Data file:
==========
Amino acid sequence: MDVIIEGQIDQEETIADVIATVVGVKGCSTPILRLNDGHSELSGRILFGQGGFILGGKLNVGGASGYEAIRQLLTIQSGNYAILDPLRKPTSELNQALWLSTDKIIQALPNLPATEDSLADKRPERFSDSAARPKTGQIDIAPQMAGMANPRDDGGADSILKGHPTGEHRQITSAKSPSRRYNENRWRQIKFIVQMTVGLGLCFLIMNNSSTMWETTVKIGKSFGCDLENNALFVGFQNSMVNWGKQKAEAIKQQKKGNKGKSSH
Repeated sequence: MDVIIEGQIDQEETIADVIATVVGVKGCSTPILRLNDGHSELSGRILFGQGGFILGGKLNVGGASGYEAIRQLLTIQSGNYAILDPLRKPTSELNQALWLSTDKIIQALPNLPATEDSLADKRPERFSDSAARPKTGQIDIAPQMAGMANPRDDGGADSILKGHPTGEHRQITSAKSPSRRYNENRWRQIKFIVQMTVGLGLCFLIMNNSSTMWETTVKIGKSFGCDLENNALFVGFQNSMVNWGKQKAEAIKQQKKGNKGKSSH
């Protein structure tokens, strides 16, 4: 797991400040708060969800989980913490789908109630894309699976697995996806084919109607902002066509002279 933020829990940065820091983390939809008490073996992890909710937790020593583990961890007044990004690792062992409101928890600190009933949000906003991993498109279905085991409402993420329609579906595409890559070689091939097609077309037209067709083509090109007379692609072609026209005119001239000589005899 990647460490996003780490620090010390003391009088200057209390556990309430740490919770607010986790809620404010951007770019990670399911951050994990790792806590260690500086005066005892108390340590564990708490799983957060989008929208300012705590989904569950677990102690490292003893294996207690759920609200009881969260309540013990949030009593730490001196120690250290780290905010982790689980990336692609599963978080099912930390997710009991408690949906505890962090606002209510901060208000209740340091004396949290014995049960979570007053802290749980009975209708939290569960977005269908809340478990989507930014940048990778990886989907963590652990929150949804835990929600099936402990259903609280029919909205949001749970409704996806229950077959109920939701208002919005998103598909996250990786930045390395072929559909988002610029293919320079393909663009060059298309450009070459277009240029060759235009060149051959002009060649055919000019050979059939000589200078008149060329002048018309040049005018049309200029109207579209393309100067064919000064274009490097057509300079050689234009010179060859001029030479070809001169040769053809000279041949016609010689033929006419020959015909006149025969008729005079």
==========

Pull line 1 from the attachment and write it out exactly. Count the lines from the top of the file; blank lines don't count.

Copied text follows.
Amino acid sequence: MDVIIEGQIDQEETIADVIATVVGVKGCSTPILRLNDGHSELSGRILFGQGGFILGGKLNVGGASGYEAIRQLLTIQSGNYAILDPLRKPTSELNQALWLSTDKIIQALPNLPATEDSLADKRPERFSDSAARPKTGQIDIAPQMAGMANPRDDGGADSILKGHPTGEHRQITSAKSPSRRYNENRWRQIKFIVQMTVGLGLCFLIMNNSSTMWETTVKIGKSFGCDLENNALFVGFQNSMVNWGKQKAEAIKQQKKGNKGKSSH